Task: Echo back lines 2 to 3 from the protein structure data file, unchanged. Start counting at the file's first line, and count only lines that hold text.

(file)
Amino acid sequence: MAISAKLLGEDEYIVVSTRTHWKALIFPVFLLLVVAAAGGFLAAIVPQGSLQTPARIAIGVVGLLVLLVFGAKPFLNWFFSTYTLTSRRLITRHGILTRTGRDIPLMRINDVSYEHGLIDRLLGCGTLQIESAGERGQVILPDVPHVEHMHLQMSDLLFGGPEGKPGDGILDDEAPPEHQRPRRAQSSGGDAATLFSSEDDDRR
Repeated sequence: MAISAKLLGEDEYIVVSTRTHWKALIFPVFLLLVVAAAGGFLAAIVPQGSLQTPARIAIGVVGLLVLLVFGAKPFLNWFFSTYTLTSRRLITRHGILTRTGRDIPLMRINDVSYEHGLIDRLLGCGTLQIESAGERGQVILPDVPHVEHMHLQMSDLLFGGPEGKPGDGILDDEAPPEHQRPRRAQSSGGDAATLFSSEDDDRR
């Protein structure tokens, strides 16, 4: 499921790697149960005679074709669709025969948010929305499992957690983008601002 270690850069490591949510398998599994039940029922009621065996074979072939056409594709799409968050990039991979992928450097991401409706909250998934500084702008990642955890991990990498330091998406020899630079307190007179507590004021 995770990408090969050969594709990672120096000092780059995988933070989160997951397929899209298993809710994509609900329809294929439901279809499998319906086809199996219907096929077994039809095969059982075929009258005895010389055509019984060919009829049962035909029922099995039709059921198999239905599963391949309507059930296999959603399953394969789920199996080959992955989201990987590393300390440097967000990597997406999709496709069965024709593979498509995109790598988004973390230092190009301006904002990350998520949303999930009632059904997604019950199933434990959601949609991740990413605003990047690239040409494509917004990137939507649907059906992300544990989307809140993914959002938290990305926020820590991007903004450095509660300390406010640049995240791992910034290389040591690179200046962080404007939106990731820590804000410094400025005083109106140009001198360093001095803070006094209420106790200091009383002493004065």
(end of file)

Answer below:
Repeated sequence: MAISAKLLGEDEYIVVSTRTHWKALIFPVFLLLVVAAAGGFLAAIVPQGSLQTPARIAIGVVGLLVLLVFGAKPFLNWFFSTYTLTSRRLITRHGILTRTGRDIPLMRINDVSYEHGLIDRLLGCGTLQIESAGERGQVILPDVPHVEHMHLQMSDLLFGGPEGKPGDGILDDEAPPEHQRPRRAQSSGGDAATLFSSEDDDRR
């Protein structure tokens, strides 16, 4: 499921790697149960005679074709669709025969948010929305499992957690983008601002 270690850069490591949510398998599994039940029922009621065996074979072939056409594709799409968050990039991979992928450097991401409706909250998934500084702008990642955890991990990498330091998406020899630079307190007179507590004021 995770990408090969050969594709990672120096000092780059995988933070989160997951397929899209298993809710994509609900329809294929439901279809499998319906086809199996219907096929077994039809095969059982075929009258005895010389055509019984060919009829049962035909029922099995039709059921198999239905599963391949309507059930296999959603399953394969789920199996080959992955989201990987590393300390440097967000990597997406999709496709069965024709593979498509995109790598988004973390230092190009301006904002990350998520949303999930009632059904997604019950199933434990959601949609991740990413605003990047690239040409494509917004990137939507649907059906992300544990989307809140993914959002938290990305926020820590991007903004450095509660300390406010640049995240791992910034290389040591690179200046962080404007939106990731820590804000410094400025005083109106140009001198360093001095803070006094209420106790200091009383002493004065």